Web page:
- Wind Turbine: In an apartment, you can actually make good use of wind turbines. Personal wind turbines can help with 12V power. Use them on the apartment roof or out of your window to generate some level of power.
- Butane Canisters: For personal camping stoves and small appliances (like the ever-important camping coffee maker). These can generally be used indoors with ventilation.
There are plenty of ways to keep the lights on and power up when disaster strikes. It’s not going to be easy, but once you know how to ration your electrical use, you’ll fall into a good groove with it.
Consider Water Filters
When a SHTF situation stalls progress, essential buildings and services can be shut down or rendered inoperable.
That means water treatment facilities. When the water comes through to your tap, they might not even issue a boil advisory – you could just be getting dirty water.
Get a pack of water filters and a filtration device for your faucet, but also keep personal water filters in your backpack such as the LifeStraw for when you’re stuck in the wilderness. You’ll need water far before you’ll need food.
On a final note, consider acquiring water test strips. You can take a small sample of filtered water and use a strip on it to see if the water is safe, discard the test water and strip, and have that peace of mind before drinking.
How to Secure Your Apartment?
You know what you need, why you need it, but now you have to know how to actually hunker down properly.
You’re going to turn your apartment into Fort Knox. This guide goes over all the different areas that you would need to focus on when preparing your apartment.
You want your door to be so secured that any attempt to break in will be met with frustration. Eventually, looters will move on if they can’t enter the apartment.
Securing your doors means fortifying them to the point that they don’t even budge or give any indication that there’s a weak spot to exploit. To secure your doors, consider the following:
#1 Flush Door Security Bolts
Reinforce doors with flush door security bolts. These don’t work the same as standard side bolts that most apartment doors have.
They go into the floor and change the way force is distributed through the door, so when an assailant tries breaking it down, they’re met with extreme resistance. Think about using your foot to stop a door from opening and how easy that is; it’s the same thing.
#2 Sash Jammers
Sash jammers are normally used on windows, but they can also be applied to doors as well for extra fortification.
When somebody tries to open a door, they work like flush door security bolts, only on the side edges of your door. You can apply a dozen of these if you wanted to, although it would make leaving a chore.
#3 Consider Replacing Apartment Door
This is something you obviously have to get approved by the building manager/owners, but if you have the option, it might be worth investing in a solid metal door to replace your current one.
If you’re willing to pay for the door and the laborer that will have to install it, you might be able to persuade the landlord by discussing how this is an investment in the property.
#4 Continuous Barrel Hinges
Popularized by Stanley, barrel hinges go the full length of your door from top to bottom. These not only prevent hinge wear and tear, but the door barely budges when you try to jostle it.
You could run full force into a door that has a continuous barrel hinge or continuous geared hinge, and it would barely move. If that doesn’t tell looters that this is not the apartment for them, nothing will.
When the door doesn’t work, the window will be an intruder’s next point of access. These quick methods help you secure your windows properly.
#1 Window Security Film
This goes onto your window like a wrap to help make it shatter-proof, or at least harder to break. The thick layer of rubber-like film will sustain shock and damages.
#2 Window Security Locks
Simple screw-in locks that keep your window shut. Many of these come with quick release buttons or levers, although some may need to be permanently installed.
#3 Cross Bars
These would go on the inside of your window and affix to the window frame. One vertical and one horizontal bar would be enough to make a four-pane-looking contraption that would not allow burglars inside should they get through the window itself.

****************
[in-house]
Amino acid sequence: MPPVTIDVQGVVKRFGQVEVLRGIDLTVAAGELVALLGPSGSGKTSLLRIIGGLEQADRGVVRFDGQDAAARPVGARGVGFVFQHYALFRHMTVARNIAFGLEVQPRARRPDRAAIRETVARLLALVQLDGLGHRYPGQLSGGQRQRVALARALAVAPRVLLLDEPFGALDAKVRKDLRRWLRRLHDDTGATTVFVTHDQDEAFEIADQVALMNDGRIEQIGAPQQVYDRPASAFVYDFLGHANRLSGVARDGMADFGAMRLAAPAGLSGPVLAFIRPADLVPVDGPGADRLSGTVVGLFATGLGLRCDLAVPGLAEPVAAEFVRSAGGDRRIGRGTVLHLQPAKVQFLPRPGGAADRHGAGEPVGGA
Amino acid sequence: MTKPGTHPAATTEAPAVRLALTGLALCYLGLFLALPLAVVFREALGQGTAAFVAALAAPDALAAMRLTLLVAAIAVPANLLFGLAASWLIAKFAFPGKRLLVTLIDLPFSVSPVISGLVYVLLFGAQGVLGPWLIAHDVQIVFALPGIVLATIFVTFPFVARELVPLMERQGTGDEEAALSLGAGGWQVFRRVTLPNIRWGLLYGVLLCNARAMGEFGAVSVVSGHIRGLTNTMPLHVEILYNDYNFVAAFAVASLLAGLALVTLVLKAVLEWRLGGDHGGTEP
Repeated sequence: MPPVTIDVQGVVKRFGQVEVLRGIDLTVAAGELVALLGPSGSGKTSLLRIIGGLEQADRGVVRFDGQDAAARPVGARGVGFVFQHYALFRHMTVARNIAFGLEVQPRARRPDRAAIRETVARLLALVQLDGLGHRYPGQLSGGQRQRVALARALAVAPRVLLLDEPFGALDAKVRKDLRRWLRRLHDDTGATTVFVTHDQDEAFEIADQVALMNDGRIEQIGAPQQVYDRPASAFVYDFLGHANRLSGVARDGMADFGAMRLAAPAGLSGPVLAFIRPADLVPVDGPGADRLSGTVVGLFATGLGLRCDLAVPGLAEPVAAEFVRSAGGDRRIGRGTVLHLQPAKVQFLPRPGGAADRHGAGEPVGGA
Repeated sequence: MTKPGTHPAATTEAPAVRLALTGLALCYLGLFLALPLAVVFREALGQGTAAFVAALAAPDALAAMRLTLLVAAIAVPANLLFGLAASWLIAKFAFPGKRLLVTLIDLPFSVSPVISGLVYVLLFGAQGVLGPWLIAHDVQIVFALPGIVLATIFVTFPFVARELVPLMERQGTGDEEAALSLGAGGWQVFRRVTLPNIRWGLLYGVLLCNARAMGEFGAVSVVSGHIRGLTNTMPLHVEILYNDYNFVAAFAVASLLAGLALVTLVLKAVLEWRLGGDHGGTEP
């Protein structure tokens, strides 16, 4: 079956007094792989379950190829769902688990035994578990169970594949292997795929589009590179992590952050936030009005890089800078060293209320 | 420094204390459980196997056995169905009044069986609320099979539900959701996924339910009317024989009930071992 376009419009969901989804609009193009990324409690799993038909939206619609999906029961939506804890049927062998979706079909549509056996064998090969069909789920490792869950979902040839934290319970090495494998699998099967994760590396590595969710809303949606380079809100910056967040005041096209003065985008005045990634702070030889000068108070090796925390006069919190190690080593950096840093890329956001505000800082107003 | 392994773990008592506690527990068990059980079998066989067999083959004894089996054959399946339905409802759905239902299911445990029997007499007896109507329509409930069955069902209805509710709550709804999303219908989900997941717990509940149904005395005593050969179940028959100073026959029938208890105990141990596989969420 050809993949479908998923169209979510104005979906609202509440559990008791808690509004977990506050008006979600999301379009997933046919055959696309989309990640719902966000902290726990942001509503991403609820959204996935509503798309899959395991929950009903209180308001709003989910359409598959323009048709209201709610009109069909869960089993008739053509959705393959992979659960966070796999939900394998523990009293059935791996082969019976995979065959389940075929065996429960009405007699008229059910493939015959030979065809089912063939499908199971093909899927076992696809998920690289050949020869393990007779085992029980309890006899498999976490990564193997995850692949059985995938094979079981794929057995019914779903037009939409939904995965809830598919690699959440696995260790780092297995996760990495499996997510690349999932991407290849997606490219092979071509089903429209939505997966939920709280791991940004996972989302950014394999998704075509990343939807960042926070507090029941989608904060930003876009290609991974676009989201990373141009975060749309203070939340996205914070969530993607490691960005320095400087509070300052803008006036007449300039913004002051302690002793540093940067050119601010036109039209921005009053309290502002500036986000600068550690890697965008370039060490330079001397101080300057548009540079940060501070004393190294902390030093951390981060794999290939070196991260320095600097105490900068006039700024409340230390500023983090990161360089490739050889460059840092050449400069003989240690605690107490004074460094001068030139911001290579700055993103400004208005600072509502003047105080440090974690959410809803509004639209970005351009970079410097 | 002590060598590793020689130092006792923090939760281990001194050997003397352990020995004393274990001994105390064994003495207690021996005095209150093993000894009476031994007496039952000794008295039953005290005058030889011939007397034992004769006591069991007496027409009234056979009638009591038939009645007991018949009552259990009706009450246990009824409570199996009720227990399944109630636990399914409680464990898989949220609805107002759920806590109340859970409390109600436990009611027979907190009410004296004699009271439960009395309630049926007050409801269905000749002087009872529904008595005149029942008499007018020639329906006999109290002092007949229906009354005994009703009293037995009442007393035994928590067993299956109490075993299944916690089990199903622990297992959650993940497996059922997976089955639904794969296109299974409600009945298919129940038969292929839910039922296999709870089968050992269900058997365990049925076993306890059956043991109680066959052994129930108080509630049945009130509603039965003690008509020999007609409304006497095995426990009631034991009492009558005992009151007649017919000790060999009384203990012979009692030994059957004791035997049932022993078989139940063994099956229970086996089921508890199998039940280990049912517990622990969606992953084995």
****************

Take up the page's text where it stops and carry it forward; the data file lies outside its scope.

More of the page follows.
Window security bars aren’t an option unless you’re on the ground floor. Hanging one of those metal cages out of the window to secure it to the building would be an insurance nightmare and public safety risk.
Check on Your Neighbors
Both from a humanitarian and tactical standpoint, you really should be checking in on your neighbors.
You don’t have to invite them into your fortified homestead of an apartment, but if you’re going to ally with anyone, it should be the neighbors who have somewhat common interests: staying alive in the same apartment building.
Check on them to make sure they’re safe, and to stay in-the-know of suspicious activity in the area. If they notice any looters or potential problems, they can contact you to give you a heads up. Just another reason why it’s good to have emergency communication radios.
Provide Help if You Can
When available, provide help to your neighbors and to passers-by. Our survivalist minds can take over in SHTF situations, but nine out of ten people are just looking to survive.
They’re not looking to take what’s yours, they just want to make it through the night. Kindness goes a long way, and you can express kindness without opening yourself or your family up to serious harm.
Don’t Advertise You Have a Stockpile
The only issue with solar panels and wind turbines like we mentioned before is that it will signal “Hey, I planned ahead” to anyone who sees them (which is why you should place them on the communal roof if you have the option).
At the end of the day, you’re trying to survive. Don’t give anyone a reason to even consider breaking into your apartment. Avoid the following:
- Displaying signs in the windows.
- Leaving lights on or electronics on during the night.
- Convening with other survivalists in your own apartment unit (this signals leadership and can be seen as a threat).
Above all, just lay low and do not attract any unwanted attention. Don’t give anyone a reason to think that you’re worth stealing from.
Apartment Survival is an Entirely Different Type of Prepping
Riding out riots and disasters while hunkered down in your apartment might be your best option if you don’t have a way to get out of the city effectively.
If so, now you know exactly what you need to do to prevent prying eyes from taking your stockpile, and how to barricade yourself in at the same time.
In the world of civil and political unrest, it’s difficult to say for certain where we’ll be in five years. Hopefully, it’s in a prosperous nation, but we just don’t know. It’s important to be prepared for anything and everything that might come your way.